- WHY FATIMA
- FATIMA CENTER
- PRAYER & DEVOTION
I am just a simple Catholic who believes, like other Catholics, that we must know our Faith in order to help save our own souls and to help all the souls whom God places on our path. We must also do our Catholic duty by defending the Faith. I am not able to quote numerous passages and verses from the Bible in a conversation, I am not able to cite Canon Law.
What I can do, by God's grace through the intercession of the Blessed Virgin, is to study the catechism, do my best to obey the 10 Commandments and adhere to the precepts of the Church, heed the requests of Our Lady of Fatima by including at least five decades of the Rosary daily with my prayers, make sacrifices for sinners, do the Five First Saturday Communion of Reparation, wear the Brown Scapular and receive the Sacraments frequently.
So without the terminology of professional theologians or canon lawyers, I can give in simple language the viewpoint of an ordinary Catholic layman with regard to the February 4, 2008 indication given by Pope Benedict XVI, regarding the change of the Good Friday prayer for the conversion of the Jews, in the old Latin Rite. This we are told was done in an attempt to appease outspoken members of some Jewish groups who complain they don't want Catholics praying for their conversion.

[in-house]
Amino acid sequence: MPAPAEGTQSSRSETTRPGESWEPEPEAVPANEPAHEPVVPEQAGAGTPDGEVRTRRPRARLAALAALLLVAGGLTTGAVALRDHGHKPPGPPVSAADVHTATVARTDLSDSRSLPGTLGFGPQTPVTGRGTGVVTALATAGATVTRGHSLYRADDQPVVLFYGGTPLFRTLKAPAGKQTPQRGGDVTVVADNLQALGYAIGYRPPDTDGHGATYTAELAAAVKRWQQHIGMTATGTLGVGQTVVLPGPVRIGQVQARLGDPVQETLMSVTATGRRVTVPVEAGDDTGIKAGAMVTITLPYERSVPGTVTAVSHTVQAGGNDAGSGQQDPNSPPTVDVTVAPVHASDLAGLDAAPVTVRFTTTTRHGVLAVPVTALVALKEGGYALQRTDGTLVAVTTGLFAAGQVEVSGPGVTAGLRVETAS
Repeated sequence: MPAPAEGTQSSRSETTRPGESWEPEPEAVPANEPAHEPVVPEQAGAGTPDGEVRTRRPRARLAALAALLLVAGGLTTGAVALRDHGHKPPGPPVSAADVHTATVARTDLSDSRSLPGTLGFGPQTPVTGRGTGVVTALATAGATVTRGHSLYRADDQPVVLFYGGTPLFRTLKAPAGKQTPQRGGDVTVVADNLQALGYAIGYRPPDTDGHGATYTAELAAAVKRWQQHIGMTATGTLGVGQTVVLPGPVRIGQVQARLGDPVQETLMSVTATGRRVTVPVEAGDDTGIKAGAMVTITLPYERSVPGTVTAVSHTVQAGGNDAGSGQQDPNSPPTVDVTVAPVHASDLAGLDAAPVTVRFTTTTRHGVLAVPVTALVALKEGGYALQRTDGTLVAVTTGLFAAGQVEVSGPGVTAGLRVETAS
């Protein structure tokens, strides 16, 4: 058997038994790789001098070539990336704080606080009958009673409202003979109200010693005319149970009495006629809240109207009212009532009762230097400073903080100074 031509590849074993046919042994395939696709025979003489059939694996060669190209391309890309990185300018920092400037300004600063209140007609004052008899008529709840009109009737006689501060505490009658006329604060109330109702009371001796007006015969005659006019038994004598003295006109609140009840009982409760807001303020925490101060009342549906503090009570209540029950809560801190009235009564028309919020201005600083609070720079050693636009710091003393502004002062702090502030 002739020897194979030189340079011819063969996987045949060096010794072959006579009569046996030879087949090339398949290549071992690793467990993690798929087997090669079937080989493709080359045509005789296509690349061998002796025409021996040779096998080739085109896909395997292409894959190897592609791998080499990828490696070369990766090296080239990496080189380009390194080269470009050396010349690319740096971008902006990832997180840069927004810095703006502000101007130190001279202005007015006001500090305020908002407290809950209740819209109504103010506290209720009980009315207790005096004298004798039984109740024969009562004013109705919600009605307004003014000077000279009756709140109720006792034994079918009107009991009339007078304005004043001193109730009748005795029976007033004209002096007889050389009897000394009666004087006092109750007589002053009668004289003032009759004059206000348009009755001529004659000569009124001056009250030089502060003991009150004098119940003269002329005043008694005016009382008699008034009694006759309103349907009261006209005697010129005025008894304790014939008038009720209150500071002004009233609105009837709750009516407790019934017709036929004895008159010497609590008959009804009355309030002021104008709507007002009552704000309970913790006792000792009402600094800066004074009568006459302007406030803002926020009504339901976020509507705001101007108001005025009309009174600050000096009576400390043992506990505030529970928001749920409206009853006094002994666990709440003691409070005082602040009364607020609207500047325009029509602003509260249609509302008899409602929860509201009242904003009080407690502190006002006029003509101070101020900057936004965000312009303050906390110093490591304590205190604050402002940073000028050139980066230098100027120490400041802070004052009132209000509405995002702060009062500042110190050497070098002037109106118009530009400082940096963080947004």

We know that the Pope was under pressure to cave in to the demands of these groups to change the prayer. Likely many Catholics prayed that he would not relent.
The Good Friday prayers are only prayed liturgically once a year, and are nothing more than what Our Lord Jesus Christ told us to do — that is, to pray for our enemies. Who are they? In the words of Our Lord, they are those whom Our Lord referred to as: “Those who are not for Me are against Me.”